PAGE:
Author(s): Strandell J, Caster O, Bate A, Norn N, Edwards IR
Abstract Share this page
Abstract BACKGROUND: Adverse drug interaction surveillance in collections of Individual Case Safety Reports (ICSRs) remains underdeveloped. Most efforts to date have focused on disproportionality analysis, but the empirical support for its value is based on isolated examples. Additionally, too little attention has been given to the potential value of the detailed content of ICSRs for improved adverse drug interaction surveillance. OBJECTIVE: The aim of the study was to identify reporting patterns indicative of suspected adverse drug interactions before the drug interactions are generally established. METHODS: A reference set of known adverse drug interactions and drug pairs not known to interact was constructed from information added to Stockley's Drug Interactions Alerts between the first quarter of 2007 and the third quarter of 2009. The reference set was used to systematically study differences in reporting patterns between adverse drug interactions before they are generally established and adverse drug reactions (ADRs) to drug pairs that are not known to interact, in the WHO Global ICSR Database, VigiBase. The scope of the study included pharmacological properties such as common cytochrome P450 metabolism, explicit suspicions of drug interactions as noted by the reporter, clinical details such as dose and treatment overlap, and the lower limit of the 95\% credibility interval of a three-way measure of disproportionality, Omega(025) (Ω(025)), based on the total number of reports on two drugs and one ADR together. Analyses were carried out including and excluding concomitant medicines. RESULTS: Five reporting patterns were highlighted as particularly strong indicators of adverse drug interactions before they are known: suspicion of interactions as noted by the reporter in a case narrative, the assignment of the two drugs as interacting or through an ADR term; co-reporting of effect increased with the drug pair; and, finally, an excess total number of reports on the ADR together with the two drugs, as measured by Ω(025). Overall, the inclusion of concomitant medicines led to a larger number of true adverse drug interactions being highlighted, but at a substantial decrease in the strength of most indicators. Notably, the inclusion of concomitant medicines completely eliminated the value of Ω(025) as an indicator of adverse drug interactions, in this systematic evaluation. CONCLUSIONS: Reported suspicion of interactions as noted by the reporter in a case narrative, the assignment of the two drugs as interacting or through an ADR term; co-reporting of effect increased with the drug pair and by the Ω(025) each provide unique information to highlight adverse drug interactions before they become known in the literature. To our knowledge, this is the first systematic analysis demonstrating the value of disproportionality analysis for adverse drug interactions using a comprehensive reference set, and the first study to consider a broader basis including clinical information for systematic drug interaction surveillance.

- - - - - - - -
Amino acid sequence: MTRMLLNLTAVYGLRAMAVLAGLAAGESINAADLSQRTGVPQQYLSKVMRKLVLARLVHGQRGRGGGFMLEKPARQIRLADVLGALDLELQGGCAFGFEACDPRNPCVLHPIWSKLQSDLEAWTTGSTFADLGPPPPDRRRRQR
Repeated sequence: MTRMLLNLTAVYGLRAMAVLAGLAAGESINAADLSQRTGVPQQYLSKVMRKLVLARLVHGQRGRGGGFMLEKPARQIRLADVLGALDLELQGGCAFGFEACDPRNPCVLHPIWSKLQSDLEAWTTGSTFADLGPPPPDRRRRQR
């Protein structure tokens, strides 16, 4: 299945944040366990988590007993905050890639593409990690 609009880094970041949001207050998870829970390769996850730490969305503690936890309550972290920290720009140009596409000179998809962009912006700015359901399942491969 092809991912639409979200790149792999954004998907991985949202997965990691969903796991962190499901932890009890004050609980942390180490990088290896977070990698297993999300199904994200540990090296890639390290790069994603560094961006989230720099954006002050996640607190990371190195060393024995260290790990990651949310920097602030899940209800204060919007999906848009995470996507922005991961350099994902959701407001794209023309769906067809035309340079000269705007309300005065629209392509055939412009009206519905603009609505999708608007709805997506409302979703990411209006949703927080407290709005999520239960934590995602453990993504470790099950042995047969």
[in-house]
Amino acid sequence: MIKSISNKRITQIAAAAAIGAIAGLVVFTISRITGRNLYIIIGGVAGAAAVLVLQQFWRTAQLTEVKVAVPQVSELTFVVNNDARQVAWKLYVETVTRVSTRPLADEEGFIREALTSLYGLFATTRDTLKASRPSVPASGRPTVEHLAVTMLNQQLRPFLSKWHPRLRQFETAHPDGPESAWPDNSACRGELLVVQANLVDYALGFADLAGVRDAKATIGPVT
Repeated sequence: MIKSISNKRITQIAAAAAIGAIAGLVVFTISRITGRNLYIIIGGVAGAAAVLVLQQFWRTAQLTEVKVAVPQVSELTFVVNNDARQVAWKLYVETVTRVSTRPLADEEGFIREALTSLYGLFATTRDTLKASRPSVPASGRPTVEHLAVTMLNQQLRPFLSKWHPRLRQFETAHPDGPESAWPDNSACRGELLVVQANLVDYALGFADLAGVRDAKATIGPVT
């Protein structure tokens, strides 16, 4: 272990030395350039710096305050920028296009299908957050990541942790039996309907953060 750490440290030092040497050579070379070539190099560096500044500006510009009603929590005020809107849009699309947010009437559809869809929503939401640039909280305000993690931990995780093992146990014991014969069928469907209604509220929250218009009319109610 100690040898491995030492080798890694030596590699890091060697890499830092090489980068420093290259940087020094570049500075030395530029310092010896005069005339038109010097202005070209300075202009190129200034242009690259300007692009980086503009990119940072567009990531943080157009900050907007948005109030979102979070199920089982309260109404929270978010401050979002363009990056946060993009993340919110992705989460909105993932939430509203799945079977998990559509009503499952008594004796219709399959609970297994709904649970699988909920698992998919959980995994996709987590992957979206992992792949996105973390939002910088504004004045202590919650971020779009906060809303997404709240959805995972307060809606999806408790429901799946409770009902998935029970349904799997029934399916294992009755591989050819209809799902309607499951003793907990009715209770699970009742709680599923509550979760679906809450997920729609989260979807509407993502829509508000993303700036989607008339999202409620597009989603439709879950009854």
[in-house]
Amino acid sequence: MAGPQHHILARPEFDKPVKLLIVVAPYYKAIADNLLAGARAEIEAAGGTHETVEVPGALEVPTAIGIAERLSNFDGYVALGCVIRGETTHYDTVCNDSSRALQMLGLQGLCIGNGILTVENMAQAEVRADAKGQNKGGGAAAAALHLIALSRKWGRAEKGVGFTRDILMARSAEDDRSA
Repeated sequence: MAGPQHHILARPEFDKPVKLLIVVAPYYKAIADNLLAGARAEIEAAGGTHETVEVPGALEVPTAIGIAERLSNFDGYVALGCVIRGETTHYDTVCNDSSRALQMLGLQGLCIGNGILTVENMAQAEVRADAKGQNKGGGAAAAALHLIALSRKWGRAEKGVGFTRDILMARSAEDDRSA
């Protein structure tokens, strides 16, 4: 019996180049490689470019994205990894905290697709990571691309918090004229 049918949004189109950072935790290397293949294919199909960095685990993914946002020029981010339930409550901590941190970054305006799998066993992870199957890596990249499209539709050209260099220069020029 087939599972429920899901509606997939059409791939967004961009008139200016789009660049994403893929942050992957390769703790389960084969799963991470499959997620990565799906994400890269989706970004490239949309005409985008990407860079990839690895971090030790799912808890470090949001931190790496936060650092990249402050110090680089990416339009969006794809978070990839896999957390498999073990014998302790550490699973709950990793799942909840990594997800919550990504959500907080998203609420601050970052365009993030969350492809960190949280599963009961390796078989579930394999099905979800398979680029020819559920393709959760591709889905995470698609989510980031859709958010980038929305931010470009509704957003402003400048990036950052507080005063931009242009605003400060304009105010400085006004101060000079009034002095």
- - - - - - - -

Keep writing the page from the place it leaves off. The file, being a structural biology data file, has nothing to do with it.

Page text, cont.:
This article was published in Drug Saf
and referenced in Journal of Microbial & Biochemical Technology